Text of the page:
Night Snow Ball with Mochi

A short video of Mochi playing with a basketball in the snow outside the studio tonight. I don’t know who is more exhausted after running around in the snow — me or Mochi. We both drank a lot of water after getting back inside:)

In case you can’t tell, she’s trying to pop the basketball. She can with other softer balls by biting them, but not a basketball. I have to wear hard shoes when I kick it though, because it hurts my foot otherwise.

Slam Poetry Workshop and Ideas about Art

Not the kind of place you’d expect to attend a Slam Poetry workshop – a little historic Baptist church with vintage neon sign. But the Missouri Literary Festival hosted many events over three days, in a variety of places, and this little church on the edge of campus was saved by Drury University and renamed the Diversity Center.

Drury-diversity-centerI went to the workshop, not knowing anything about it. I was intrigued by the title and thought it might be fun to videotape. I’ve been spending a lot of my creative time this month working with video. I’m better at editing than shooting, so I need the practice. Russ is the great photographer and techie in the family.

In the 90’s we did a lot of video work – documentary type stuff — and am now finding how much fun it is to upload and share videos via our new YouTube channel as compared to having to dupe tapes, design packaging, and figure out how to distribute them. I love video, it’s total immersion into a world of thousands of trillions of single photographic moments smashed together and find myself getting lost in it. But back to poetry.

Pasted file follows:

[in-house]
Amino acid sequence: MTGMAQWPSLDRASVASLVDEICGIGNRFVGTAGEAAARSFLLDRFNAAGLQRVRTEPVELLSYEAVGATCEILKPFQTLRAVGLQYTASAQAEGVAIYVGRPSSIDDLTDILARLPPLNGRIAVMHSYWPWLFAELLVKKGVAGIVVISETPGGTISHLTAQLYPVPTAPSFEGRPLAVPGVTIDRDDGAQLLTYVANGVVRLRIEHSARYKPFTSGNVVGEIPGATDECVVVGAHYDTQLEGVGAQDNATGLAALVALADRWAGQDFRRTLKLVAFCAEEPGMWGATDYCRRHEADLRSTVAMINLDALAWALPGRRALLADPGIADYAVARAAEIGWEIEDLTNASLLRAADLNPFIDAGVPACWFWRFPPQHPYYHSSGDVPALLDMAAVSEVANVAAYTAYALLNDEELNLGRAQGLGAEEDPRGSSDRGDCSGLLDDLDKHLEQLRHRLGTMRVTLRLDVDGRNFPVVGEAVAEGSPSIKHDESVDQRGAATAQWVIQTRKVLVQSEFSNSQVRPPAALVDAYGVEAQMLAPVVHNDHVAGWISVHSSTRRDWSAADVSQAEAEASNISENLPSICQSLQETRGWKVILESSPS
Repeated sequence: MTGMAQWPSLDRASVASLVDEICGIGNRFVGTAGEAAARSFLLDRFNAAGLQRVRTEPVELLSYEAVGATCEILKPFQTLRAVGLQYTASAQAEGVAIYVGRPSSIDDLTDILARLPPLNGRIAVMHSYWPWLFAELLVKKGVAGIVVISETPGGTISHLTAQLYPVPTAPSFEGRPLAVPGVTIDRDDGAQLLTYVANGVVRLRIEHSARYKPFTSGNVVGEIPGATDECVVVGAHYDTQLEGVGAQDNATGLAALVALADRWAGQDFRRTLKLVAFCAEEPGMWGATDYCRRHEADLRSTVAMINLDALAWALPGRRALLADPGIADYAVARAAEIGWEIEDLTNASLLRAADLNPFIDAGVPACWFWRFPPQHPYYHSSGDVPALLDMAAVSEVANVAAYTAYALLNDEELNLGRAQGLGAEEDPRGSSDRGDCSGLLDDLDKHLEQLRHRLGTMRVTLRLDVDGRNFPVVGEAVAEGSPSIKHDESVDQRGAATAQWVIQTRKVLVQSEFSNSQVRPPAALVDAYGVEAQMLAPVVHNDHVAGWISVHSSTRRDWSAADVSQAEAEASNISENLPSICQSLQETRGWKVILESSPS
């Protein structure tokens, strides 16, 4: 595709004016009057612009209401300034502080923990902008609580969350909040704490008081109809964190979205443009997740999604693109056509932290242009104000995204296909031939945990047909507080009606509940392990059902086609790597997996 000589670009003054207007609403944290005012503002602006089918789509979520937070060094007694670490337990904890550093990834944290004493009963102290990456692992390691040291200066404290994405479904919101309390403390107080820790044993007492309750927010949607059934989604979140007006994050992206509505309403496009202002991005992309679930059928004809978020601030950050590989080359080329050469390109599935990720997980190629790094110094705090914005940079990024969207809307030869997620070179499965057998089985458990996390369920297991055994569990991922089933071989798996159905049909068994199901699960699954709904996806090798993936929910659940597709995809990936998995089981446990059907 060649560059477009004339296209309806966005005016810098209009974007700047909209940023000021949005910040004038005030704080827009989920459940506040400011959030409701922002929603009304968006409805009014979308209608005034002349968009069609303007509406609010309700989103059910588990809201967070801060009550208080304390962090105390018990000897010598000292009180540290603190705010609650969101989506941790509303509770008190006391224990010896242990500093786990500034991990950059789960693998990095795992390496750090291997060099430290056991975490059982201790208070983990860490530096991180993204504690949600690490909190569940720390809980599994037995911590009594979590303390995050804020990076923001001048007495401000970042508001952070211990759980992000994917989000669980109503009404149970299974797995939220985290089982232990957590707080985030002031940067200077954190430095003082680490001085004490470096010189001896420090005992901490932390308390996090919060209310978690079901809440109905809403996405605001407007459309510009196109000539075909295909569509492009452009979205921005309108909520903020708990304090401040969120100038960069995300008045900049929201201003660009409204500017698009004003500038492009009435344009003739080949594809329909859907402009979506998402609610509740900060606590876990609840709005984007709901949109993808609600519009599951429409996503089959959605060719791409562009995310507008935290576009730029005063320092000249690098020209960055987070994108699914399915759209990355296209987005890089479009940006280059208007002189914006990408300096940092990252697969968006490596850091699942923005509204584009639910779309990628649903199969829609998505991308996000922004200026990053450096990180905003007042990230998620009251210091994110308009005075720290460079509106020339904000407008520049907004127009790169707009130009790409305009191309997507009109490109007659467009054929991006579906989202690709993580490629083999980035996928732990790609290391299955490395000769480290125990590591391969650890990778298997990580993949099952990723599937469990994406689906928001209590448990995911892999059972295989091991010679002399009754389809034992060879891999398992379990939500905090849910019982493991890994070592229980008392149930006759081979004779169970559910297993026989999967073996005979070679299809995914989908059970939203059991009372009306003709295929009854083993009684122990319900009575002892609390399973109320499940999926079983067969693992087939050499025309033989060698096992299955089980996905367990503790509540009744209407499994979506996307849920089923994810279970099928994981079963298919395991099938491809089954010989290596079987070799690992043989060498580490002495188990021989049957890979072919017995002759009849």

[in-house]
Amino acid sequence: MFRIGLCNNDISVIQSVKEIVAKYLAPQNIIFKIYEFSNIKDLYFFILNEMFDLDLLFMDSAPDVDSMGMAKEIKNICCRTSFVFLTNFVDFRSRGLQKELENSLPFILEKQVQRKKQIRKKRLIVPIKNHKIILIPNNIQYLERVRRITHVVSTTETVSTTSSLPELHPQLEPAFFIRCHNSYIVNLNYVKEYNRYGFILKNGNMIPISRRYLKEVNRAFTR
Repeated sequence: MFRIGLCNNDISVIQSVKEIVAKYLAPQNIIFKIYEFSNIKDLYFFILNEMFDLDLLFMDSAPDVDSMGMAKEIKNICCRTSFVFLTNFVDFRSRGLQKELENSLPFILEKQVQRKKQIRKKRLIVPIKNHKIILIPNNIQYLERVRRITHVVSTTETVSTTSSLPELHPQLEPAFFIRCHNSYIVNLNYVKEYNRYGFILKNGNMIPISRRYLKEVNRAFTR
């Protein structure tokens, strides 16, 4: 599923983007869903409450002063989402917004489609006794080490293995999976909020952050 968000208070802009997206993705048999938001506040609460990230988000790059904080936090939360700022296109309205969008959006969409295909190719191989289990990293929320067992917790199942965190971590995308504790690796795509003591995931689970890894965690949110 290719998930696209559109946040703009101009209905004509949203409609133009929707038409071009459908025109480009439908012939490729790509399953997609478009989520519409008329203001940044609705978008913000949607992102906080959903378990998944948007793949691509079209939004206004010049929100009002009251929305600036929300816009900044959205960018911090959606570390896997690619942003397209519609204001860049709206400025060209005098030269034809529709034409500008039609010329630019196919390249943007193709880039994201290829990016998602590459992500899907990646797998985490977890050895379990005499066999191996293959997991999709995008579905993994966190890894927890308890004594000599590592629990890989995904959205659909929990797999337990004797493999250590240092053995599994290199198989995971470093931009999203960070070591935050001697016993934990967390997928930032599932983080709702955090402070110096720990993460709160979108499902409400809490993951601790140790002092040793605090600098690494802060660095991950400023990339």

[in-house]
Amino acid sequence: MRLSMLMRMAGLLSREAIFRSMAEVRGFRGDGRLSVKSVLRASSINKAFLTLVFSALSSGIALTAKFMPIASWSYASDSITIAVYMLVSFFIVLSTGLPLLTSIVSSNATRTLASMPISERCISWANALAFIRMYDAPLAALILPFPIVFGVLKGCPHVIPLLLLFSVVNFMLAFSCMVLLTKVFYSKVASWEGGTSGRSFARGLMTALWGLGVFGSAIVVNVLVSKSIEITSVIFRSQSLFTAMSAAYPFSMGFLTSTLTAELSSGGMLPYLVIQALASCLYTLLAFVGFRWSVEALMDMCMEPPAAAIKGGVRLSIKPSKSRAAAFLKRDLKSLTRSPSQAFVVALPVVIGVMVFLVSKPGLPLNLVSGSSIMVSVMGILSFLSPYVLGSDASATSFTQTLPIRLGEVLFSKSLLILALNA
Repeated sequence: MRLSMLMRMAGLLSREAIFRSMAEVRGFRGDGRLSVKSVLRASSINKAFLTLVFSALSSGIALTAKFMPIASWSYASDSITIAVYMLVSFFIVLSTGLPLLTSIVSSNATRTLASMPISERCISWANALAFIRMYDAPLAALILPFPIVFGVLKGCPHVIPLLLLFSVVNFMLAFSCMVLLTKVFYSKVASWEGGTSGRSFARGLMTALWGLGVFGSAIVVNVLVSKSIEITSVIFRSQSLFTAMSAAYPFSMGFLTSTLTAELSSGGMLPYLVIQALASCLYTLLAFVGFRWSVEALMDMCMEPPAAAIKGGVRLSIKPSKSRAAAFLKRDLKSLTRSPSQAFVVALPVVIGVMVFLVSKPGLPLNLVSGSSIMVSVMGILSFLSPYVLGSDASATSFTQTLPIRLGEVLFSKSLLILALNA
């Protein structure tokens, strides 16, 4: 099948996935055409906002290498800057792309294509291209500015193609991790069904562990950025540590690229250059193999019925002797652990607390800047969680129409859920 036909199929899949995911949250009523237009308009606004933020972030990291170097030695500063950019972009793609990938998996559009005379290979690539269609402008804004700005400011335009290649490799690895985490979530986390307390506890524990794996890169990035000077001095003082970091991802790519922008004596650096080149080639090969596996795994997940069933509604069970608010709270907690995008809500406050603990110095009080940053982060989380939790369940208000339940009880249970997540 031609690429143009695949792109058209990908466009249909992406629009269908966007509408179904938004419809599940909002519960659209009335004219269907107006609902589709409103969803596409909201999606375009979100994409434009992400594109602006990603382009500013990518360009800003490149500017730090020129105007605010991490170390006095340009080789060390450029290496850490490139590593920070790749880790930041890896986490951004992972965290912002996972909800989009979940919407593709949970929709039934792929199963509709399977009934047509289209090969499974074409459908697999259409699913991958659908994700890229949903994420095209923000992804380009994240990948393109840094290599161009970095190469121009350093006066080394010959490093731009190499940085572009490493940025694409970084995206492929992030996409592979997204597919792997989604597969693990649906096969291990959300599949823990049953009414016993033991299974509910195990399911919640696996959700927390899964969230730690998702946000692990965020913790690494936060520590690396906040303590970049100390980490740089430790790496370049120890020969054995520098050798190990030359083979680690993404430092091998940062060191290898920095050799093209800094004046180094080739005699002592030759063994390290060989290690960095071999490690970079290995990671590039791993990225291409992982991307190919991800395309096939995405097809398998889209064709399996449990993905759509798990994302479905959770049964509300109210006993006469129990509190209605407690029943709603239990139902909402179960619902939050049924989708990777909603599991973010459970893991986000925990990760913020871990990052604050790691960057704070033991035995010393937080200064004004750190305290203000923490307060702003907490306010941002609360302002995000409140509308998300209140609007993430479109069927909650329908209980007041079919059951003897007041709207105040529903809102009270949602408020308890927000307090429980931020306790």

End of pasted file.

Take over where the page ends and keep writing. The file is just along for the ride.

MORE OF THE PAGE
The workshop was great, amazing — maybe partly because of the environment of the church and the beautiful light that filtered that afternoon through the large stained glass windows. But most definitely because of Joaquín Zihuatanejo. I found out later that he’s really famous – 2008 Individual World Poetry Slam Champion, 2009 World Cup of Poetry Slam Champion.

And so kind and generous – with his talent, his spirit, his desire to teach and to share ideas. I made three short videos from the one-hour workshop. This overview of Slam Poetry has pretty much what I think are some universal truths for all art.

The keynote speaker for the MO Literary Festival was Billy Collins, two-time Poet Laureate for the United States. I was pretty excited about hearing him. I thought I was a fan, but he pretty much lost me when he said that all poetry is about death and that someone should tell English majors that when they are starting out.

I was an English major — no one ever told me that, and I wouldn’t have believed them if they did. I’ve always thought that poetry and art were about life, so I’m happy to post this other video of Joaquín Zihuatanejo. He pretty much sums it up in a short minute.

Candy PaMdora on YouTube

pink-octopusTwo Japanese artists visited the studio during their Springfield trip to perform at the Japanese Fall Festival a couple of weeks ago. Candy Miyuki who has taken an old traditional Japanese art of candy sculpture to a new level. She performs at Disney’s Epcot Center, has been on the Rose O’Donnel show, and makes custom candy sculpture for the Tokyo gallery of Yoshitomo Nara.